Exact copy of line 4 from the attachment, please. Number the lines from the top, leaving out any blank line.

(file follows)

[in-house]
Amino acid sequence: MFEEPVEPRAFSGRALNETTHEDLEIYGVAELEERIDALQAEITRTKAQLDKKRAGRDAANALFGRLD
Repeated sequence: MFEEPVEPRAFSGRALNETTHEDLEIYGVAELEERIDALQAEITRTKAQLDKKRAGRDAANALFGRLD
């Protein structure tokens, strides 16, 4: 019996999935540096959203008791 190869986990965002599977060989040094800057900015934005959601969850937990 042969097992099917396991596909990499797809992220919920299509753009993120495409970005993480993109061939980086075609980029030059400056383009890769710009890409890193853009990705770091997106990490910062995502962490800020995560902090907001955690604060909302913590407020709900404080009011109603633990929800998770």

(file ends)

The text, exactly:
């Protein structure tokens, strides 16, 4: 019996999935540096959203008791 190869986990965002599977060989040094800057900015934005959601969850937990 042969097992099917396991596909990499797809992220919920299509753009993120495409970005993480993109061939980086075609980029030059400056383009890769710009890409890193853009990705770091997106990490910062995502962490800020995560902090907001955690604060909302913590407020709900404080009011109603633990929800998770």